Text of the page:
A Raisin in the Sun, the classic Lorraine Hansberry drama which is a perennial candidate for Broadway revival, will soon reach New York's biggest stage, producer David Binder confirmed to Playbill On-Line. A Raisin in the Sun, the classic Lorraine Hansberry drama which is a perennial candidate for Broadway revival, will soon reach New York's biggest stage, producer David Binder confirmed to Playbill On-Line.
The revival made the news a couple weeks ago when New York Post reported that Laurence Fishburne, Tony-winner for August Wilson's Two Trains Running, and Angela Bassett, who acted in Wilson's Joe Turner's Come and Gone, wished to star. Speaking to Playbill On-Line, Binder stressed that, as the project was still in earliest stages, no casting decisions had been made. He did confirm, however, that the director would be Marion McClinton, August Wilson's current helmsman of choice (King Hedley II, Jitney).
Binder could not say whether the production would reach Broadway by the 2003-04 season.
The play concerns Walter Lee, who chafes at his straightened circumstances and longs for a business deal which would lift him out of his limited world. He has his eye of his late father's insurance, but Walter's mother wants to use her that money to move the family out of the city.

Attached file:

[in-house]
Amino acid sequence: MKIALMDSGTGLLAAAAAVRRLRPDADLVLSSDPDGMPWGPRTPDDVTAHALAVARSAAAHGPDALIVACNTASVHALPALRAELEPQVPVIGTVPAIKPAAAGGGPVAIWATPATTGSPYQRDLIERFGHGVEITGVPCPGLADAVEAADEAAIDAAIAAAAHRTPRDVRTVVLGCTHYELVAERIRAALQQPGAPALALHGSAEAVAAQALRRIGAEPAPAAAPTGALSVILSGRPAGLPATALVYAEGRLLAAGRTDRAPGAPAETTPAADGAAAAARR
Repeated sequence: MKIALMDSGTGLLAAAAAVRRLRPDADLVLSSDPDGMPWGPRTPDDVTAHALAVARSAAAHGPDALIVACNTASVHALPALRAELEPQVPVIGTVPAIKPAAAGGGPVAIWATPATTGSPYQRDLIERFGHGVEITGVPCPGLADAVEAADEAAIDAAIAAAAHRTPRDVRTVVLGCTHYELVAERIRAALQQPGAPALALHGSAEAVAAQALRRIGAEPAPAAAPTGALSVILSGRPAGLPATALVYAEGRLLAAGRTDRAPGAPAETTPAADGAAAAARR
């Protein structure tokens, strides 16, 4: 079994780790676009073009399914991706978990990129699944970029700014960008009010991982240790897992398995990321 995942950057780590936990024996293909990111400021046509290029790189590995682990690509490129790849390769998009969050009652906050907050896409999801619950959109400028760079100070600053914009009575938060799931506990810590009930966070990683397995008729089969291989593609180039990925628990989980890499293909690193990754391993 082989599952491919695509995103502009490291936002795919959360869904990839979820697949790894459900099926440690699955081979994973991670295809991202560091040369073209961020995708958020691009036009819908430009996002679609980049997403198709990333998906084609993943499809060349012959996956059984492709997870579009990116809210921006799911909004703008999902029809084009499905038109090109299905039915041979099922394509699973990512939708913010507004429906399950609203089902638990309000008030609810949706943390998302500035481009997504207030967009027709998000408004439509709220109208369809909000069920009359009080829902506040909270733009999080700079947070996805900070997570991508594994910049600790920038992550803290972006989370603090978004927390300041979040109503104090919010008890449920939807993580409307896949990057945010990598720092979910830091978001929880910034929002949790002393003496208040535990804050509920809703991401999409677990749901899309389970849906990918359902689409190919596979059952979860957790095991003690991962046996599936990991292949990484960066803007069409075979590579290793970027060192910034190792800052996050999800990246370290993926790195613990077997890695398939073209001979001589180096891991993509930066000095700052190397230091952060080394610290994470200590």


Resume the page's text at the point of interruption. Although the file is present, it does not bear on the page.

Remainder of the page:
Raisin in the Sun premiered in 1959. It was the first Broadway play written, directed and starring African-Americans. Lloyd Richards directed. In the cast were Poitier, Claudia McNeil as the mother, Diana Sands, Ruby Dee, Louis Gossett, Ivan Dixon, Glynn Turman, John Fielder, Lonne Elder III, Ed Hall and Douglas Turner. It ran 530 performances. A film 1961 version followed, as did a later 1991 TV movie. It was also the basis for the musical, Raisin. A few seasons back, a revival of A Raisin in the Sun starring Ruben Santiago Hudson, Gloria Foster and Viola Davis, played the Williamstown Theatre Festival. Santiago-Hudson subsequently made the rounds of Broadway producers, urging a commercial transfer. According to the actor, who spoke at Foster's memorial (the actress died last year), a powerful Broadway producer turned him down, saying, "You know, it's really not a very good play."